the IRS, most tax practitioners advise their clients to hold property
at least one year before converting it into a personal residence.
Remember, intent is very important. It should be your
intention at the time of acquisition to hold the property for its productive
use in a trade or business or for its investment potential.
What if my property was involuntarily converted by a disaster
or I was required to sell due to a governmental or eminent domain action?
Involuntary conversion is addressed within Section 1033
of the Internal Revenue Code. If your property is converted involuntarily,
the time frame for reinvestment is extended to 24 months from the end
of the tax year in which the property was converted. You may also apply
for a 12-month reinvestment extension.
Facilitators and Intermediaries
Is there a difference between facilitators?
Most definitely. As in any professional discipline, the
capability of facilitators will vary based upon their exchange knowledge,
experience and real estate and/or tax familiarity.
Facilitators and Fees
Should fees be a factor in selecting a facilitator?
Yes. However, they should be considered only after first
determining each facilitator's ability to complete a qualifying transaction.
This can be accomplished by researching their reputation, knowledge and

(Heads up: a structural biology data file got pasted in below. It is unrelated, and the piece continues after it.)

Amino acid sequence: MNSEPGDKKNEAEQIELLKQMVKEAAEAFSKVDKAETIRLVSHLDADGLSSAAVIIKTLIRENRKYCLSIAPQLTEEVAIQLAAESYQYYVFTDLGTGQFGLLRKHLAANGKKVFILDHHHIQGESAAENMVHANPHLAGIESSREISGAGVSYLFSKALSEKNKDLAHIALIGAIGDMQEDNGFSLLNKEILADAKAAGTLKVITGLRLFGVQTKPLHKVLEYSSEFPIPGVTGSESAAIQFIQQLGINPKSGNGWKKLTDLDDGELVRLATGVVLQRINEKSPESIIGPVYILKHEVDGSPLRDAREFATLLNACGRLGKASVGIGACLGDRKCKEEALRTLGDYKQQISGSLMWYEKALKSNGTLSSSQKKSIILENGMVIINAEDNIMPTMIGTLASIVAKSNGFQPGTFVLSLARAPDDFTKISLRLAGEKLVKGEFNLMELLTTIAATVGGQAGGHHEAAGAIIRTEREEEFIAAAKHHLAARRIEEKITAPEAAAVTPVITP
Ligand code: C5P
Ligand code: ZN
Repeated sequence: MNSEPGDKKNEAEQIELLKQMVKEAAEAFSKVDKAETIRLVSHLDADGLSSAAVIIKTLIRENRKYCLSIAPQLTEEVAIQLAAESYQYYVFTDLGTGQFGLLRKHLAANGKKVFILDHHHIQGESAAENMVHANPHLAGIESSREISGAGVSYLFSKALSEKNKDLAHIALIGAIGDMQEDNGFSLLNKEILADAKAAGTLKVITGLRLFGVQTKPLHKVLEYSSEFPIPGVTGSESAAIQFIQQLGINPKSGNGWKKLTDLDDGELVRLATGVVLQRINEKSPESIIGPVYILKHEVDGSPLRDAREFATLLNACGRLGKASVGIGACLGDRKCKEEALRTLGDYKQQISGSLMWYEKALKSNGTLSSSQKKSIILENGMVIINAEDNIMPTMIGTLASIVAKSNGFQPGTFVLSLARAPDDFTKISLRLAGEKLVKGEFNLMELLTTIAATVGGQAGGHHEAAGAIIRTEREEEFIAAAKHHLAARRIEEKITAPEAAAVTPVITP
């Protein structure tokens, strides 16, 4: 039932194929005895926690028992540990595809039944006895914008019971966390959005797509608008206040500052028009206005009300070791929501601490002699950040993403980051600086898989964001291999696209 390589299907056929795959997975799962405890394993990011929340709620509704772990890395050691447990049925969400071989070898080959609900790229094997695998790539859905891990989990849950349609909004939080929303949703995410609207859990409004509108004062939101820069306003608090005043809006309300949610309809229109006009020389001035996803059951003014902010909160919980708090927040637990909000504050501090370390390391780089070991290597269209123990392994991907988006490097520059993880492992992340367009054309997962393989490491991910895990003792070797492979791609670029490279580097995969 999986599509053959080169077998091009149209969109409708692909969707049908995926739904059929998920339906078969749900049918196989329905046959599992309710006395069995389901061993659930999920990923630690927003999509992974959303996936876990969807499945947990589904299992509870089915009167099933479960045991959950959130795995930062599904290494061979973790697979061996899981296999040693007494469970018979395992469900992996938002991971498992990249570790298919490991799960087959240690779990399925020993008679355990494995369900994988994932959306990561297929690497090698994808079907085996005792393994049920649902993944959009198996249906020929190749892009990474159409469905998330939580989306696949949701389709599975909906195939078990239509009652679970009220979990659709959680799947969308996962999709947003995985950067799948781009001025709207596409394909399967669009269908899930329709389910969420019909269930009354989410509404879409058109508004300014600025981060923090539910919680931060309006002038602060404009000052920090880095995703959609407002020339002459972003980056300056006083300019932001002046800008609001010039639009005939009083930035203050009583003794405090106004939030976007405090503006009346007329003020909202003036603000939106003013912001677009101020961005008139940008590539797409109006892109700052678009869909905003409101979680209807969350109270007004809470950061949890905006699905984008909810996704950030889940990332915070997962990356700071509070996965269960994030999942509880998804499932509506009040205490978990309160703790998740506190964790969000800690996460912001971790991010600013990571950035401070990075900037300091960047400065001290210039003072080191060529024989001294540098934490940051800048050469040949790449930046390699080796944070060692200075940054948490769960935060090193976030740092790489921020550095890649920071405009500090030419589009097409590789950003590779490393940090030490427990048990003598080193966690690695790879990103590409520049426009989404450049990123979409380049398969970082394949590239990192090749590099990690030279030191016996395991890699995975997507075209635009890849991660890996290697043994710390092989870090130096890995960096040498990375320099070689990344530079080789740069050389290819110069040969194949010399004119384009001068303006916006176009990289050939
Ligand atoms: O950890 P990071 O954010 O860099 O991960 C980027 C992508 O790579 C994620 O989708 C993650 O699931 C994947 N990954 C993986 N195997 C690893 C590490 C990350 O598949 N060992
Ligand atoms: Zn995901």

level of experience.
Personal Residence Exchanges
Do the exchange rules differ between investment properties
and personal residences? If I sell my personal residence, what is the
time frame in which I must reinvest in another home and what must I spend
on the new residence to defer gain taxes?
The rules for personal residence rollovers were formerly
found in Section 1034 of the Internal Revenue Code. You may remember that
those rules dictated that you had to reinvest the proceeds from the sale
of your personal residence within 24 months before or after the sale,
and you had to acquire a property which reflected a value equal to or
greater than the value of the residence sold. These rules were discontinued
with the passage of the 1997 Tax Reform Act. Currently, if a personal
residence is sold, provided that residence was occupied by the taxpayer
for at least two of the last five years, up to $250,000 (single) and $500,000
(married) of capital gain is exempt from taxation.
Exchanging and Improvements
May I exchange my equity in an investment property and
use the proceeds to complete an improvement on a vacant lot I currently
Although the attempt to move equity from one investment
property to another is a key element of tax deferred exchanging, you may
not exchange into property you already own.
May I exchange into a property that is being sold by a
Yes. However, any exchange between related parties requires
a two-year holding period for both parties.
Partnership or Partial Interests
If I am an owner of investment property in conjunction
with others, may I exchange only my partial interest in the property?
Yes. Partial interests qualify for exchanging within the
scope of Section 1031. However, if your interest is not in the property
but actually an interest in the partnership which owns the property, your
exchange would not qualify. This is because partnership interests are